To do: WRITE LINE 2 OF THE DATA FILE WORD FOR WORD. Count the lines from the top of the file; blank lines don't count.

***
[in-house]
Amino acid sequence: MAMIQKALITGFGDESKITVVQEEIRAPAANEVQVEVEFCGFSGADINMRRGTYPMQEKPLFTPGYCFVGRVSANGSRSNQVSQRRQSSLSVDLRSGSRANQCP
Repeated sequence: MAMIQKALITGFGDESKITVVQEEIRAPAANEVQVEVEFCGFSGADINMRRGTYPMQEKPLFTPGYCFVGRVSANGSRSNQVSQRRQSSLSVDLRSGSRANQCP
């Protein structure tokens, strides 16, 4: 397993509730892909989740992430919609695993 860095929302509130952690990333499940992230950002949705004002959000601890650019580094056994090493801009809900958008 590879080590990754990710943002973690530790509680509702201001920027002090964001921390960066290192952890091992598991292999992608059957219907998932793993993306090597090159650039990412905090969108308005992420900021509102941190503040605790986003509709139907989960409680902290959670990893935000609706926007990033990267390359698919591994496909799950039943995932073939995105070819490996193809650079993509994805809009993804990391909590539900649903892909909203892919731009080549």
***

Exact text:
Amino acid sequence: MAMIQKALITGFGDESKITVVQEEIRAPAANEVQVEVEFCGFSGADINMRRGTYPMQEKPLFTPGYCFVGRVSANGSRSNQVSQRRQSSLSVDLRSGSRANQCP